"The young king had barely reigned a year when be had to encounter the old enemies of the Crown, the families of Mac William and Mac Eth, who now combined their forces under Donald Ban, the son of that Mac William who bad been slain at Mamgarvie in 1187, and Kenneth Mac Eth, a son or grandson of Malcolm Mac Eth, with the son of one of the Irish provincial kings, and burst into the Province of Moray at the bead of a large band of malcontents. A very important auxiliary, however, now joined the party of the king. This was Ferquhard or Fearchar Macintagart, the son of the `Sagart' or priest who was the lay possessor of the extensive possessions of the old monastery founded by the Irish Saint Maelrubba at Applecross in the seventh century. Its possessions lay between the district of Ross and the Western Sea and extended from Lochcarron to Loch Ewe and Loch Maree, and Ferquhard was thus in reality a powerful Highland chief commanding the population of an extensive western region. The insurgents were assailed by him with great vigour, entirely crushed, and their leaders taken, who be at once beheaded and presented their heads to the new king as a welcome gift on the 15th of June, when he was knighted by the king as a reward for his prompt assistance."
The district then known as North Argyle consisted chiefly of the possessions of this ancient monastery of Appercrossan or Applecross. Its inhabitants had hitherto--along with those of South Argyle, which extended from Lochcarron to the Firth of Clyde--maintained a kind of semi-independence, but in 1222 they were, by their lay possessor, Ferchair Mac an t'Sagairt, who was apparently the grandson or great-grandson of Gillandres, one of the six earls who besieged Malcolm IV. at Perth in 1160, brought into closer connection with the crown. The lay Abbots of which Ferquhard was the head were the hereditary possessors of all the extensive territories which had for centuries been ruled and owned by this old and powerful Celtic monastery. As a reward for his services against the men of Moray in 1215 and for the great services which, in 1222, he again rendered to the King in the subjugation of the whole district then known as Argyle, extending from the Clyde to Lochbroom, he received additional honours. In that campaign known as "the Conquest of Argyle," Ferquhard led most of the western tribes, and for his prowess, the Celtic earldom, which was then finally annexed to the Crown and made a feudal appanage, was conferred on him with the title of Earl of Ross, and he is so designated in a charter dated 1234. He is again on record, under the same title, in 1235 and 1236. Regarding an engagement which took place be-tween Alexander II. and the Gallowegians, in 1235, the Chronicle of Melrose says, that "at the beginning of the battle the Earl of Ross, called Macintagart, came up and attacked the enemies (of the King) in the rear, and as soon as they perceived this they took to flight and retreated into the woods and mountains, but they were followed up by the Earl and several others, who put many of them to the sword, and harassed them as long as daylight lasted." In Celtic Scotland, Vol. II, p.412, it is stated that the hereditary lay priests of which he was the chief "according to tradition, bore the name of O'Beollan"; and MacVuirich, in the Black Book of Clanranald, says that from Ferquhard was descended Gillapatrick the Red, son of Roderick, and known traditionally as the Red Priest, whose daughter, at a later date, married and carried the monastery lands of Lochalsh and Lochcarron to the Macdonalds of the Isles.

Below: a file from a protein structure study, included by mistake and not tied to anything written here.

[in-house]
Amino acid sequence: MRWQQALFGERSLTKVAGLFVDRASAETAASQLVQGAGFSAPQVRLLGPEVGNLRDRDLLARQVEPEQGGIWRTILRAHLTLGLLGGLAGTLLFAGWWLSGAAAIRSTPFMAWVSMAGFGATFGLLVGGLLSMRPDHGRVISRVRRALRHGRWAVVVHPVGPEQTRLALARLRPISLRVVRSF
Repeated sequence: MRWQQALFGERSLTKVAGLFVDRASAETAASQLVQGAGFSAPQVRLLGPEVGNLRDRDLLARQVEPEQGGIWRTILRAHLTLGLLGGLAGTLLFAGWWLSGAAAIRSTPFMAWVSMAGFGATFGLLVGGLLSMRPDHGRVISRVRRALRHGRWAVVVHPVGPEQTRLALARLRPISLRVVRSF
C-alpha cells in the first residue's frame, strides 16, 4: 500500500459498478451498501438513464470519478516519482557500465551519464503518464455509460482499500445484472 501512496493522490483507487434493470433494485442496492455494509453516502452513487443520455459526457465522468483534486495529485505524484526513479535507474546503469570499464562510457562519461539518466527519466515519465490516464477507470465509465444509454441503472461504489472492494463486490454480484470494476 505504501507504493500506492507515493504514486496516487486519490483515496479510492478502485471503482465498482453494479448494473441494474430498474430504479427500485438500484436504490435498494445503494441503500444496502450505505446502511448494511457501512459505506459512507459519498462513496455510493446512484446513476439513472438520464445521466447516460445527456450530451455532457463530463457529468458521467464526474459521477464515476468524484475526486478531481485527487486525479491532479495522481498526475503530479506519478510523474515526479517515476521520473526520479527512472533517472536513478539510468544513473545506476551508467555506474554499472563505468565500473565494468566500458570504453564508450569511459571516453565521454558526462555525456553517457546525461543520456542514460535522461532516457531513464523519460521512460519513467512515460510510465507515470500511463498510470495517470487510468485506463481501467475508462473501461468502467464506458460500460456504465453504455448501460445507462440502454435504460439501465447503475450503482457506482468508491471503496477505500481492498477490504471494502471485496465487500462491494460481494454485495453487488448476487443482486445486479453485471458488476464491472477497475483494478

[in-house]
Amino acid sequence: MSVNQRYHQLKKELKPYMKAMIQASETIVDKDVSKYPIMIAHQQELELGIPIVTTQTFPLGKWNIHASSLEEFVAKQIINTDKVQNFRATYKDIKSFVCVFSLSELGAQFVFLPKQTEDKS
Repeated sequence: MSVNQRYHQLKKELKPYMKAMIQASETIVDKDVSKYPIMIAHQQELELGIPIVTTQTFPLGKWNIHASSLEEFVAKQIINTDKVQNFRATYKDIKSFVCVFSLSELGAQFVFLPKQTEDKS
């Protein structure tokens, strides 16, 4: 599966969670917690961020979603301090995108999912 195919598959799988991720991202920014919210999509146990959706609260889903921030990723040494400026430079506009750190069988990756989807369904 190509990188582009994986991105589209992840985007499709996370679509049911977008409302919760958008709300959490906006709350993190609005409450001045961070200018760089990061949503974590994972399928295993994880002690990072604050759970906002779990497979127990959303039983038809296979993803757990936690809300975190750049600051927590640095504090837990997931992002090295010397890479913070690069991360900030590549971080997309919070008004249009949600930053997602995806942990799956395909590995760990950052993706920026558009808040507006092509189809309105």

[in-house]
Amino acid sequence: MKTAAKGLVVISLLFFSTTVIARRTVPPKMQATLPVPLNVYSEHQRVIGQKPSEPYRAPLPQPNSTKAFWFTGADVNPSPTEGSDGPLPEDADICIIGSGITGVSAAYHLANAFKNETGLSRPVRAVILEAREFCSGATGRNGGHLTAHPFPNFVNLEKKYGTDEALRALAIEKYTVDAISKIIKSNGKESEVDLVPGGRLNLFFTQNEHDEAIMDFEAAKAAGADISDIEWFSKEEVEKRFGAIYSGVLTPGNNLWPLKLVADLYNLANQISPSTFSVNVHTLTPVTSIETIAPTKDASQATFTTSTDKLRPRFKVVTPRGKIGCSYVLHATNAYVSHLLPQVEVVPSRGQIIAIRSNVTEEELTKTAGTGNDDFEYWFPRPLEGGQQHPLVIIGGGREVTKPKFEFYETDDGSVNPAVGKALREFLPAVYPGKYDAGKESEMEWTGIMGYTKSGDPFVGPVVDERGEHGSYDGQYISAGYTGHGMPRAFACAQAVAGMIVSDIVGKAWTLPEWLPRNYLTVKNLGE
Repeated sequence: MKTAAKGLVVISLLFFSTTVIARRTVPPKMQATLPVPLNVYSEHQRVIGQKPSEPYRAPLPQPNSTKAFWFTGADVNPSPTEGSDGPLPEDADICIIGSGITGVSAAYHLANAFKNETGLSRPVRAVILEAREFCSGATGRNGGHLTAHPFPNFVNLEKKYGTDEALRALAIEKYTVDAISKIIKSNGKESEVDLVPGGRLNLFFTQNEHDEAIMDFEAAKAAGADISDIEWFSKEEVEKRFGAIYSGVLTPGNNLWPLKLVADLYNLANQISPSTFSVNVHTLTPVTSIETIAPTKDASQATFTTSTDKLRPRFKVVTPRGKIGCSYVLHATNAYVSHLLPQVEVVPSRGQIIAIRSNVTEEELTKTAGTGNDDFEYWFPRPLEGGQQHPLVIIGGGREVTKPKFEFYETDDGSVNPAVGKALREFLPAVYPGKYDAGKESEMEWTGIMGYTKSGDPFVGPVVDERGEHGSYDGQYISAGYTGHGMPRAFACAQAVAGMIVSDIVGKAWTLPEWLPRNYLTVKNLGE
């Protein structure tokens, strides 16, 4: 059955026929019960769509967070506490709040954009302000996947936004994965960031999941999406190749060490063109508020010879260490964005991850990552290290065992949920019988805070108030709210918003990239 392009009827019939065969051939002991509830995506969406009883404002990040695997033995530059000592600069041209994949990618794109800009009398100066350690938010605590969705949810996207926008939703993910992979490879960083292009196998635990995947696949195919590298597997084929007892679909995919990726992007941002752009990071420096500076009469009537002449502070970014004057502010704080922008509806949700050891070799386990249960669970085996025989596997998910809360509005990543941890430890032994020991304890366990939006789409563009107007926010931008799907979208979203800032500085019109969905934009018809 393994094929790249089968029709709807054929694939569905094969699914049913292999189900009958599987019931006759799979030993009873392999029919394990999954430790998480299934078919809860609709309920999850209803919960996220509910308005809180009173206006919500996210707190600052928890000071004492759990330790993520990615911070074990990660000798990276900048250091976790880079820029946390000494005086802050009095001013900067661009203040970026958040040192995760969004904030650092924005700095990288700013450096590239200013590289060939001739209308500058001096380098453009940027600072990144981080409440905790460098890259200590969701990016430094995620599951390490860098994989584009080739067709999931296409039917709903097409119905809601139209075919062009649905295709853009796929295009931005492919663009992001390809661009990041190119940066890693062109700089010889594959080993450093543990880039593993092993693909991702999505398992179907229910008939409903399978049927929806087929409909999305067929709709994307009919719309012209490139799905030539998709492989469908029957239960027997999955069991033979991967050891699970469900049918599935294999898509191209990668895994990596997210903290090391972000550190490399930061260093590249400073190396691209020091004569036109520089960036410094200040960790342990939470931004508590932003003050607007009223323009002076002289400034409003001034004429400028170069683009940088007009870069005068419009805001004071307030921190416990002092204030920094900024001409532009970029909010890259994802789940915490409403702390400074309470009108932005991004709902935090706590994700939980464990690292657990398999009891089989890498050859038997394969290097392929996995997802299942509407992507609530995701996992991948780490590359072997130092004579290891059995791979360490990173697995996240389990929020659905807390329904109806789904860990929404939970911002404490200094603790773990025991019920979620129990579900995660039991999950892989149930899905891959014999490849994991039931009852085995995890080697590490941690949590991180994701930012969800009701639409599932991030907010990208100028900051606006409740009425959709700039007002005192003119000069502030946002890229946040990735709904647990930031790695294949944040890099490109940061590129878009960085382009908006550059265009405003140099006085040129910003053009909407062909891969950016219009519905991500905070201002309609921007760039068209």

In one of the Norse Sagas the progenitor of Ferquhard is designated " King," just the same as the great Somerled and some of his descendants had been called at a later date. Referring to Helgi, son of Ottar, the Landnamabok Saga records that "he made war upon Scotland and carried off prisoner Nidbjorga, the daughter of King Bjolan, and of Kadliner, daughter or Ganga Rolf," or Rollo, who, as already stated, afterwards became the celebrated Earl of Normandy. Writing of Alexander, third Earl of Ross and Lord of the Isles, Hugh Macdonald, the Sleat historian, says that --